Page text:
Unwrap the true spirit of Christmas
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DAY 12 BLOG AND VIDEO: Notes from Joyce’s kitchen
The kitchen is hot, and the smoke is causing my eyes to well up to the point where I cannot see. But Joyce hums happily away, working as hard as ever.
I talked to my mom, and we are going to try these scones out for Christmas Eve breakfast. Facebook me back if you test out the recipe — and let me know how it goes!
Ours had a nice crunchy crust on the outside and an amazing moist, tasty center. The sugar content was perfect, because they didn’t taste overly sweet, but you almost tasted a hint of honey.
Preparation not included in this recipe: walking a half-mile to fetch and return with heavy water.
I am not exaggerating when I tell you that the scones I ate today were among some of the best-tasting scones I have had. It was just as Joyce said; she has created a recipe with the perfect balance of sugar and salt.
Without any further ado, here is the recipe as shared with me by Joyce.
Add the following to a clean, dry container:
- One bag of flour (2.5 kg)
- 3 handfuls of sugar
- 1 tsp of salt
- 2 tsp of baking powder
Mix these dry ingredients together. Add 1 cup of cooking oil, and mix well. Add water until you get the right texture — about 1 cup. Pour into a muffin pan. Bake in wood-fire oven until ready. Check regularly.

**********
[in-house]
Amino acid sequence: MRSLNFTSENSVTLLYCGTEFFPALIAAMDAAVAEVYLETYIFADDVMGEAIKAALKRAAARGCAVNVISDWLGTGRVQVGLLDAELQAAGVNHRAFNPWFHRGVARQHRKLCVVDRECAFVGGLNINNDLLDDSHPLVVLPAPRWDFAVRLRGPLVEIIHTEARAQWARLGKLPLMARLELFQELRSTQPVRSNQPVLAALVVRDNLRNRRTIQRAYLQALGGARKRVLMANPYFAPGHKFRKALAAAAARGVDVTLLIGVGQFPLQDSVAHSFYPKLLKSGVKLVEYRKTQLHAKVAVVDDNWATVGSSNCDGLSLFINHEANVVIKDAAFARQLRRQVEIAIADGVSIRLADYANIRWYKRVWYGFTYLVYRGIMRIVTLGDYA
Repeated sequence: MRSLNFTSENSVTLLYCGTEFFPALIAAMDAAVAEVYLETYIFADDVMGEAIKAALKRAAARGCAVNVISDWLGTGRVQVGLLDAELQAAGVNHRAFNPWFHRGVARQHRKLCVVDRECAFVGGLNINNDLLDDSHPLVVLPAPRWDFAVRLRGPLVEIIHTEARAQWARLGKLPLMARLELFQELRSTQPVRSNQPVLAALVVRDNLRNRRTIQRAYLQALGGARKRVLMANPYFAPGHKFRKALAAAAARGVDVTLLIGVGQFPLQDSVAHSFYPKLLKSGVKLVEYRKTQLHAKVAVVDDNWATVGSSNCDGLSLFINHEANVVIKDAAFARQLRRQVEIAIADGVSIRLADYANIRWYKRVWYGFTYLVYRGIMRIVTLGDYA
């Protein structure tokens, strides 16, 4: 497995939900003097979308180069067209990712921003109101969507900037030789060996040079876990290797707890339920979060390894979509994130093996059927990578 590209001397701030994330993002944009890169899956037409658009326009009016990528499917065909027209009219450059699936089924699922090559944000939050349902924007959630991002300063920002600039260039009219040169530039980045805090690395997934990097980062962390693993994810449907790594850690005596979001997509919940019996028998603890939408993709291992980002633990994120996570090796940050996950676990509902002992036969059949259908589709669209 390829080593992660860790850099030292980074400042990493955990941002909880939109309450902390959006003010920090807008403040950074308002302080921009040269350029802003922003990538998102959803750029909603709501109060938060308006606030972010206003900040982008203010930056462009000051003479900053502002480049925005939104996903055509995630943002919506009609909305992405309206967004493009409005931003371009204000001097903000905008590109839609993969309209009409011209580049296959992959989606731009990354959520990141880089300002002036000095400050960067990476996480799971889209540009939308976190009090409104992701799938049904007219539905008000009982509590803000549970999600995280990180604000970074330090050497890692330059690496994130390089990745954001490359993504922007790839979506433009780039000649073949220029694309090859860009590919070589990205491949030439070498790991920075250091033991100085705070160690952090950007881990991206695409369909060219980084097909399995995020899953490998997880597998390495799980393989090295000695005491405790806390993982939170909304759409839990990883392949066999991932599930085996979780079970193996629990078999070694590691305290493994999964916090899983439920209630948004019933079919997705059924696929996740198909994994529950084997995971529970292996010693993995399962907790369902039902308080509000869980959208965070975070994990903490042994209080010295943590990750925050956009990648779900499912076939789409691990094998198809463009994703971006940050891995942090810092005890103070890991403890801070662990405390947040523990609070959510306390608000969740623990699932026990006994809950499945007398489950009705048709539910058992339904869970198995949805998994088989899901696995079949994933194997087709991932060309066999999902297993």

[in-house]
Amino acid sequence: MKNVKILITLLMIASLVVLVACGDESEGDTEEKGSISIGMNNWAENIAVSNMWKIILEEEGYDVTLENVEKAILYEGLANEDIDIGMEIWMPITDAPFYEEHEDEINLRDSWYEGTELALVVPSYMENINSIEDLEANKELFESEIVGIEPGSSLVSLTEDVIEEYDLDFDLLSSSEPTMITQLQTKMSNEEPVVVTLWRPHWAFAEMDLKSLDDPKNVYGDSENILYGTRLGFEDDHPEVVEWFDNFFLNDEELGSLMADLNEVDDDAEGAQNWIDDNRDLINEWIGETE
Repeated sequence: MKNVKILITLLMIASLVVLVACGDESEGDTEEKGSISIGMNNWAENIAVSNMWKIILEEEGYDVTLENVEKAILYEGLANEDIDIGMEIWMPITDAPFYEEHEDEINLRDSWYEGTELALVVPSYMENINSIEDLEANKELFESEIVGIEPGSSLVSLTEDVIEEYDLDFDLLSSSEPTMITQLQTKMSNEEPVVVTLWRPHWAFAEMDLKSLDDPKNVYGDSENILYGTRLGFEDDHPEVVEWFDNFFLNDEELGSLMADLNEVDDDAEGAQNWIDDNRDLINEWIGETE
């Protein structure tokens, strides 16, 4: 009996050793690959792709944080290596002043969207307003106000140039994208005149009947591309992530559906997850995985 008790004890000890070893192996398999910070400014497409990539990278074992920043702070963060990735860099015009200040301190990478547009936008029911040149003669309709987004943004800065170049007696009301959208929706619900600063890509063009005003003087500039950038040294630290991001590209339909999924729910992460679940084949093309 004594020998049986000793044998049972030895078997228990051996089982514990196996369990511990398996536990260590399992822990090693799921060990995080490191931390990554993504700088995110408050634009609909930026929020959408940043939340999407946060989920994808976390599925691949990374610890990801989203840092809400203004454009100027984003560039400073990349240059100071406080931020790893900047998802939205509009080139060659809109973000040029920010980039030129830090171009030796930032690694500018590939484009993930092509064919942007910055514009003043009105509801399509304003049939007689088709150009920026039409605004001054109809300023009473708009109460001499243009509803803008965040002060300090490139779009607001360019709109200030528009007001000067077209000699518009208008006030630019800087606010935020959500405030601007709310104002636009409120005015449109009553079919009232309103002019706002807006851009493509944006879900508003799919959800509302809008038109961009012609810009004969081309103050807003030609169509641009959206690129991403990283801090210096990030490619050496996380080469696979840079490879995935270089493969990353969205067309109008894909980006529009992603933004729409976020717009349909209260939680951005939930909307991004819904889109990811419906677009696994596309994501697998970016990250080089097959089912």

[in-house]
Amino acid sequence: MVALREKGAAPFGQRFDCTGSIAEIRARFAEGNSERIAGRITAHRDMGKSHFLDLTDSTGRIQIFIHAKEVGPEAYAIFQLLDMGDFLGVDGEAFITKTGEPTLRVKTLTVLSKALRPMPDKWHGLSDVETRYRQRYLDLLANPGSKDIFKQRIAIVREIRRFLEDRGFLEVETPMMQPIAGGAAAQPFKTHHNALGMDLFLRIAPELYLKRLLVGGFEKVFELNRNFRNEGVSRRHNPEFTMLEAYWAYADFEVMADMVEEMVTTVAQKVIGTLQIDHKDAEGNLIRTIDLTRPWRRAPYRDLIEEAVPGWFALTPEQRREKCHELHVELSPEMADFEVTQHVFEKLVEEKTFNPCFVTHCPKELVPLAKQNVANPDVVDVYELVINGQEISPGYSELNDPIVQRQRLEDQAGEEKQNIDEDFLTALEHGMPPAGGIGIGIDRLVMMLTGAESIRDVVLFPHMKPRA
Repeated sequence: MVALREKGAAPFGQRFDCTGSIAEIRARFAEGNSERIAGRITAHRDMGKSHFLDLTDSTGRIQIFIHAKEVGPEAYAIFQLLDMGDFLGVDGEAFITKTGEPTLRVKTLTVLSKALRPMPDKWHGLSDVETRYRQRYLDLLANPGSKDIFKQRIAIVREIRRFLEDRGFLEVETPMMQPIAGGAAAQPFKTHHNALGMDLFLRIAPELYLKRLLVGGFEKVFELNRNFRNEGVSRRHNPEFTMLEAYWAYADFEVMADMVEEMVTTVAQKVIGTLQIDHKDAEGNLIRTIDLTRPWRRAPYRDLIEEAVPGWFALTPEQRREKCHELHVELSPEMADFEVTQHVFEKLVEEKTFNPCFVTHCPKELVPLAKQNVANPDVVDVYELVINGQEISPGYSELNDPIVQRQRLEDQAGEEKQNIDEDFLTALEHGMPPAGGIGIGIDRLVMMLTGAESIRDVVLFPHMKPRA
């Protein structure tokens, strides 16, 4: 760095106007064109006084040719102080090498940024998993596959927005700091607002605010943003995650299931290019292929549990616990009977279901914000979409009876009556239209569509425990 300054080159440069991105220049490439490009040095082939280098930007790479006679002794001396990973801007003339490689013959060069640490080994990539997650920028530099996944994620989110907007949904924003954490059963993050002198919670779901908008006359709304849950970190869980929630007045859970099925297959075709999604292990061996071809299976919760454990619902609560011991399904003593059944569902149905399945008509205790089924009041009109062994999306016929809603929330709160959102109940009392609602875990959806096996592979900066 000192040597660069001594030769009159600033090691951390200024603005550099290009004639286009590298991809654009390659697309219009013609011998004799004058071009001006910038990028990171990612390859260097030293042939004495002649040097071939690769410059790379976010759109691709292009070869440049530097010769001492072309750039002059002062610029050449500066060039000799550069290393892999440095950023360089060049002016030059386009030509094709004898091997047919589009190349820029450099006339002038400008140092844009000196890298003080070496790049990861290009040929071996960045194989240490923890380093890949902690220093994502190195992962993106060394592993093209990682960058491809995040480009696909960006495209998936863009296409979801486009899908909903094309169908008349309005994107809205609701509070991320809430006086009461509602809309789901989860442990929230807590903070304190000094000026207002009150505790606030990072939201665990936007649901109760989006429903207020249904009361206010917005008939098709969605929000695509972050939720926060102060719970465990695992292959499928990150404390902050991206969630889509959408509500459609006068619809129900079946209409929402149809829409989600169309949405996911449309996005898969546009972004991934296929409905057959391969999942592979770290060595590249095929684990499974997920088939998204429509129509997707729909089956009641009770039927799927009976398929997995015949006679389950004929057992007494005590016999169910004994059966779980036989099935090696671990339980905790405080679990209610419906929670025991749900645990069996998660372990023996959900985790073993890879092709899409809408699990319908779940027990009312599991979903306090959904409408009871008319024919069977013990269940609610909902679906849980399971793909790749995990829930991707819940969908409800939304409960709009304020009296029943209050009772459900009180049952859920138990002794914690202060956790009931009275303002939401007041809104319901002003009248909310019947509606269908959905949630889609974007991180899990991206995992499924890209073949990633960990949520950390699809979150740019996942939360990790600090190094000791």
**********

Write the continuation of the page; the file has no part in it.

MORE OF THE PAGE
I asked Joyce three questions about the scones while we cooked: Where did she come up with the idea to make scones, how often did she cook them, and where did she sell them?
Joyce told me that a few other women in her village make scones, and that once she could afford to buy baking materials (because of the sale of a baby goat), she learned from these neighbors. It is known that her scones are the best because she has tested and balanced out the mixture over time.
Twice a week, Joyce makes about 60 scones. She makes them in a small pan, so the cooking process takes well over half a day.
Joyce sells her scones to a family who have a small hut that sells a few items at the clean water well. This well is a congregating point, as everyone goes there at least once a day. Joyce brings her scones to the hut, where they are bought for the equivalent of 10 cents each.
If you do the math, you will realize that Joyce is still just scraping by. But to see her smile, to follow her on a tour of her goat hut, maize farm, home, and kitchen, you would never know. Joyce has come a long way, she is healthy, her children are in school (two are sponsored through World Vision), she has a safe house for herself and her children, and she has the goats.
If anything goes wrong, she can sell a goat to feed or care for herself and her family. She hasn’t named the goats, but she does admit she has a few favorites, and she treats them all like special pets — because the goats have helped to change her life.
Help change even more lives — give a goat today!